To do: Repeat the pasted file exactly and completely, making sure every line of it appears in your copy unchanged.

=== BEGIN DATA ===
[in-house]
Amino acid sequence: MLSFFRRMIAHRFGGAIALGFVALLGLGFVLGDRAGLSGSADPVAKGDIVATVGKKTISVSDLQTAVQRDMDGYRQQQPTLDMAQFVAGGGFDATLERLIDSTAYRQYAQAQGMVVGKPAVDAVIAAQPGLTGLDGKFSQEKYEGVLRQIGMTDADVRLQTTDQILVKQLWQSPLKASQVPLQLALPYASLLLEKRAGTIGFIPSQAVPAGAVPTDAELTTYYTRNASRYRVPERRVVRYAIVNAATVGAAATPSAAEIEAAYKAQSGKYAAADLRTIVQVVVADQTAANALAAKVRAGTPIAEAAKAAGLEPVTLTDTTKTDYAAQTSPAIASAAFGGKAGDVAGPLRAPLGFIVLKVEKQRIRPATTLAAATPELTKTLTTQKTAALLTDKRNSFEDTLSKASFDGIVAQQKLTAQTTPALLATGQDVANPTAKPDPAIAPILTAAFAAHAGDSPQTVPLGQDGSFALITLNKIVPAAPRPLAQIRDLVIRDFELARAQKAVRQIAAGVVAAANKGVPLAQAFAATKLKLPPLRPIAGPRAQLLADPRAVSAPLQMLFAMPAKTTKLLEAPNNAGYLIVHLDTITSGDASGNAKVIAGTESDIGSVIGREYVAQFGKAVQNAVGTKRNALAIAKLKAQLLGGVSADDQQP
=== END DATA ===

[in-house]
Amino acid sequence: MLSFFRRMIAHRFGGAIALGFVALLGLGFVLGDRAGLSGSADPVAKGDIVATVGKKTISVSDLQTAVQRDMDGYRQQQPTLDMAQFVAGGGFDATLERLIDSTAYRQYAQAQGMVVGKPAVDAVIAAQPGLTGLDGKFSQEKYEGVLRQIGMTDADVRLQTTDQILVKQLWQSPLKASQVPLQLALPYASLLLEKRAGTIGFIPSQAVPAGAVPTDAELTTYYTRNASRYRVPERRVVRYAIVNAATVGAAATPSAAEIEAAYKAQSGKYAAADLRTIVQVVVADQTAANALAAKVRAGTPIAEAAKAAGLEPVTLTDTTKTDYAAQTSPAIASAAFGGKAGDVAGPLRAPLGFIVLKVEKQRIRPATTLAAATPELTKTLTTQKTAALLTDKRNSFEDTLSKASFDGIVAQQKLTAQTTPALLATGQDVANPTAKPDPAIAPILTAAFAAHAGDSPQTVPLGQDGSFALITLNKIVPAAPRPLAQIRDLVIRDFELARAQKAVRQIAAGVVAAANKGVPLAQAFAATKLKLPPLRPIAGPRAQLLADPRAVSAPLQMLFAMPAKTTKLLEAPNNAGYLIVHLDTITSGDASGNAKVIAGTESDIGSVIGREYVAQFGKAVQNAVGTKRNALAIAKLKAQLLGGVSADDQQP